Turf and the return of vegetable into fossil or mineralized matter has been allowed as a mineralogical subject in many instances, and is highly providential. In numerous places in Great Britain there are large bogs which afford a cheap fuel, so essential an article in human economy, where it would be otherwise very rare. The plants peculiar to bogs of this kind are chiefly annuals which require but little earth, and having flourished for their season, subside on the bed, where nature preserves their remains in progressive stages from the oldest to the newest in succession for ages, to be produced and used periodically,* almost immediately, or as an heaped and lasting store for futurity, being as it were the simplest chemical agency to form a sort of coal, and that from the very surface of the earth, whether in valleys or on hills.
The first figure is the looser turf and upper surface, it shows the remains of decayed vegetables and is a little inflammable. The next figure, 2, is older, more compressed, and often in the state of touchwood; when dried if set on fire, it burns like a fusee; it is of a warm brown colour. Fig. 3 is a still more compressed sort, harder when dryed, and shines when sawed asunder; it is of a dark brown colour, and is longer burning. Fig. 4 is still more compressed and burdened, having, occasionally, dense black Carbon interspersed, see the lower figures; it represents a specimen from Ireland, where the others are also very common. The late Dr. Scott, of Dublin, who sent it me in 1800, observed this black substance separate in some of the bogs, appearing like a jelly, but when dried became black, dense, and brittle about as hard as charcoal, and burning with a poignant vegetable odour and without flame.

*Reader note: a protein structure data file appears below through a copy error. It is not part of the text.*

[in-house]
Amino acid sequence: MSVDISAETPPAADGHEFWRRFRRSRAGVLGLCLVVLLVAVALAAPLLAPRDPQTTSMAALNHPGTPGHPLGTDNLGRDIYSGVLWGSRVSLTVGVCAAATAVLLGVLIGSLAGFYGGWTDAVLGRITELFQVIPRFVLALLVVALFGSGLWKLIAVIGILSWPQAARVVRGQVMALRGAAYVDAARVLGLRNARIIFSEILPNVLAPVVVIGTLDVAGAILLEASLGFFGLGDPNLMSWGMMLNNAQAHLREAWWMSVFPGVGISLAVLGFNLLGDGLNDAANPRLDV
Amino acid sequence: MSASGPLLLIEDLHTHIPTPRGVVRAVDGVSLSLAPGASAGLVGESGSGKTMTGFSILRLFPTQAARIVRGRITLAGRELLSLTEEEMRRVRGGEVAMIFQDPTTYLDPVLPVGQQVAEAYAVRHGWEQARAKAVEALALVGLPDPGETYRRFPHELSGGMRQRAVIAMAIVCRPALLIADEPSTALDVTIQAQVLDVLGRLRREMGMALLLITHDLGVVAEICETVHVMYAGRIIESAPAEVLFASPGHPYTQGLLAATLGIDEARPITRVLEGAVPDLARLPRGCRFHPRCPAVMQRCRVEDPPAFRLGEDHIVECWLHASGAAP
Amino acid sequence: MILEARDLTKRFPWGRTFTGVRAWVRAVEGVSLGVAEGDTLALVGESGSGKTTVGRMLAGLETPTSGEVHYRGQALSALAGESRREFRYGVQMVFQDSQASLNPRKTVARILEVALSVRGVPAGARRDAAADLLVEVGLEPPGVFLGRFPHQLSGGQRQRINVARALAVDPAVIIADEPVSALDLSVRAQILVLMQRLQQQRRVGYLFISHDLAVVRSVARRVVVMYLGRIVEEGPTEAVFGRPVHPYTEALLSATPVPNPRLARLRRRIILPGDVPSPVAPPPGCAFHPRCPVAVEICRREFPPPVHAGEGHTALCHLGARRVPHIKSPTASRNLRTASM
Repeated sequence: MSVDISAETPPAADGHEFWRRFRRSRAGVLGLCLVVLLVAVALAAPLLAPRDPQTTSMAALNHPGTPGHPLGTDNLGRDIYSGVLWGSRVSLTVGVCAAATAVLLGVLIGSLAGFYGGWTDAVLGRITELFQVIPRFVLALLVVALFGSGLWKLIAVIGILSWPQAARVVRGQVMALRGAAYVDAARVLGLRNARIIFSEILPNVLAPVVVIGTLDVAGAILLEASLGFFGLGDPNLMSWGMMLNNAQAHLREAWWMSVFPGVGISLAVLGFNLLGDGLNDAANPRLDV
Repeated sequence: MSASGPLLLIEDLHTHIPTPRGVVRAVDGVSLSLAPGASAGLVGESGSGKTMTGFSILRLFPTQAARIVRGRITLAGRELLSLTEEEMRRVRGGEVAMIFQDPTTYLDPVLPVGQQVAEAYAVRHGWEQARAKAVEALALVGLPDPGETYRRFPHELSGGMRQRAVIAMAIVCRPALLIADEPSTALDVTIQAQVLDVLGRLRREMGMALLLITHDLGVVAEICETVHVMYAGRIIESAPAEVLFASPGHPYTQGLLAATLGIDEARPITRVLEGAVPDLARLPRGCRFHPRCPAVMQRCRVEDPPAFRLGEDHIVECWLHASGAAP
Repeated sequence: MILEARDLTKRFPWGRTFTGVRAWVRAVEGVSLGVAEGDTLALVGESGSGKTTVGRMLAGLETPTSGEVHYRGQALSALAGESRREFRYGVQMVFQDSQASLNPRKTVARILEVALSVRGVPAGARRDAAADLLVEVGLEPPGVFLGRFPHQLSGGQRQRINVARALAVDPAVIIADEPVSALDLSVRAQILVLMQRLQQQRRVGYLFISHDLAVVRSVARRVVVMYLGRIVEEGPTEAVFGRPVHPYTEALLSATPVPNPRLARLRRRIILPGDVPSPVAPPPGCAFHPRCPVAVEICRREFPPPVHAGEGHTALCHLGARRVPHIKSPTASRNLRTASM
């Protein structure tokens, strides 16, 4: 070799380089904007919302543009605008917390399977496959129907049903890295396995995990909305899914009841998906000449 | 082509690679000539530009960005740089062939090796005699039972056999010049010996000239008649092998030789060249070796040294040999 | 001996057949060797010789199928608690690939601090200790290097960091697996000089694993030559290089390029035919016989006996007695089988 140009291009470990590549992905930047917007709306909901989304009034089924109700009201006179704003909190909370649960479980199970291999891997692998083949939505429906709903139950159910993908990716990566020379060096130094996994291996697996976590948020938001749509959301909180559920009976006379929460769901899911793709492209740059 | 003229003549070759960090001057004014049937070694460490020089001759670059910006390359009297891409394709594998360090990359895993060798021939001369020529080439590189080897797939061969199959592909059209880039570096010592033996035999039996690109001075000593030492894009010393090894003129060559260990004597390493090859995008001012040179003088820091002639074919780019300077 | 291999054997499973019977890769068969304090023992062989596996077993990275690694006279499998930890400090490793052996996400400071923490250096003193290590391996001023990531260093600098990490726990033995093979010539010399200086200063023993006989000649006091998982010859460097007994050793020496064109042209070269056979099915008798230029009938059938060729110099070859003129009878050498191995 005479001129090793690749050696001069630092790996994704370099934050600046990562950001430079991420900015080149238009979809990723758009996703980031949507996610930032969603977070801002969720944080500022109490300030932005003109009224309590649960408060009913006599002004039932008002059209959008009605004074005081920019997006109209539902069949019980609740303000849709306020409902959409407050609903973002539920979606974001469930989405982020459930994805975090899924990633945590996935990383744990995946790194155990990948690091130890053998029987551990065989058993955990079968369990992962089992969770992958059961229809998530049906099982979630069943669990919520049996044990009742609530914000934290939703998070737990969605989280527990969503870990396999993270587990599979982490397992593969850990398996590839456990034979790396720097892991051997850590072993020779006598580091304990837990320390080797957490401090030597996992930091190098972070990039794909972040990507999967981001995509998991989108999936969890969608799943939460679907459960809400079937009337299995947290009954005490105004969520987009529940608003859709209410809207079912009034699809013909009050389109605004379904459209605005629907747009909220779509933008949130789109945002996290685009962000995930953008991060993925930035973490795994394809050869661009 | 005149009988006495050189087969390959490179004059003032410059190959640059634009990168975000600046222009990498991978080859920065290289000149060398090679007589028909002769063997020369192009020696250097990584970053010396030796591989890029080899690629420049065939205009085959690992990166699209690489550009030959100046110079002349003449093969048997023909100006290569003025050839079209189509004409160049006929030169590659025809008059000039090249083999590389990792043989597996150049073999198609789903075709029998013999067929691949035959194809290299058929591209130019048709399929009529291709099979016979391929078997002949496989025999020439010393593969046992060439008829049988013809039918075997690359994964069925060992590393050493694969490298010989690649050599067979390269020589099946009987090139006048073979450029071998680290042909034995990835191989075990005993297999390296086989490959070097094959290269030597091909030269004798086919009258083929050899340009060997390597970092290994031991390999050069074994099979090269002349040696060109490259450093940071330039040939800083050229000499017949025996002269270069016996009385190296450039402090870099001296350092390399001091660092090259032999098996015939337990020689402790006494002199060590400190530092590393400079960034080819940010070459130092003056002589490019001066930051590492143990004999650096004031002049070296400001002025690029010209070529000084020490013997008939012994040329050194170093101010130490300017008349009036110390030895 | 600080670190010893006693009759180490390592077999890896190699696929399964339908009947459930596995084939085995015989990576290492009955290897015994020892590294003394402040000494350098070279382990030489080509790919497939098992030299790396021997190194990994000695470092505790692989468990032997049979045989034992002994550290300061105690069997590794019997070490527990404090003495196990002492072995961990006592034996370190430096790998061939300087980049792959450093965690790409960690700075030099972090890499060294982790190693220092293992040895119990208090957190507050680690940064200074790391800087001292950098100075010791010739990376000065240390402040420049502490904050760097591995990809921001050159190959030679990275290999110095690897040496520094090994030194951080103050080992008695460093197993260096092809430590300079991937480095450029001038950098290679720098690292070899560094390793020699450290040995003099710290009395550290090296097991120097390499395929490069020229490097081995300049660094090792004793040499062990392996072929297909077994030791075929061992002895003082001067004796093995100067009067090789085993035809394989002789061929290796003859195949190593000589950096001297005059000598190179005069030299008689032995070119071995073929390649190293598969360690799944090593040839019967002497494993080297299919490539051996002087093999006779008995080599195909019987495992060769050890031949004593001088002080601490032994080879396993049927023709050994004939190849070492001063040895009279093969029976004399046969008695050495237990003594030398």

The third specimen is a variety gathered by Miss Codrington, at Muddiford, near Christchurch, Hants, and seems to have undergone so me further change, being very bard and somewhat porous, resembling Coke. Thus I have given the chief varieties of this curious substance. It may be proper to observe, that these while in the wet bog remain soft and more or less spongy; after drying they shrink much, and the denser ones are not to be softened again in water.
Thus Small annuals are resolved into a coaly substance retaining much of the character of vegetable extract on the uppermost surfaces of the earth in which the remains of trees are preserved for ages little changed; the next, surface, in the Clay stratum presents us with wood changed to what is tunned Plank and Bovey coal, tab. 188; the next and further change is the substance called Surturbrand, then succeeds the Alum Clay with the wood more dense and jet, tab. 51; but none of these belong to the common coal formation. Portland and Kimmeridge afford a bituminous Clay, possibly the bituminous infill tration may be owing to the stumps and remains of trees found replaced by stone. (See tabs. 163, 164, and 473.) The common coal basins, as they are usually called, are different, from either of these, and are under the more ponderous pressure of Sandstone, Limestone, &c. having the woody remains most distinct in the form of burned Charcoal, as at Newcastle, &c. with a brittle black admixture of Bitumen, tab. 48, also, most of the varieties, as Splint, &c. perhaps including the stone Coal of Wales; the Kilkenny Coal, and Natural Coke.
The Turf and Peat bogs in so me parts of Lancashire are highly impregnated with Petroleum; in oilier respects I presume they are the same, I have specimens of Turf with Gypsum about them by favour of Mr. Skrimshire from near Lynn, which, in some measure, show that the waters there held Gypsum in solution. It seems that the simplest operations of the seasons produce this useful substance as it were spontaneously: a very little earth washed in is a sort of casualty.
- * Being fit for fire turf in from four to six years.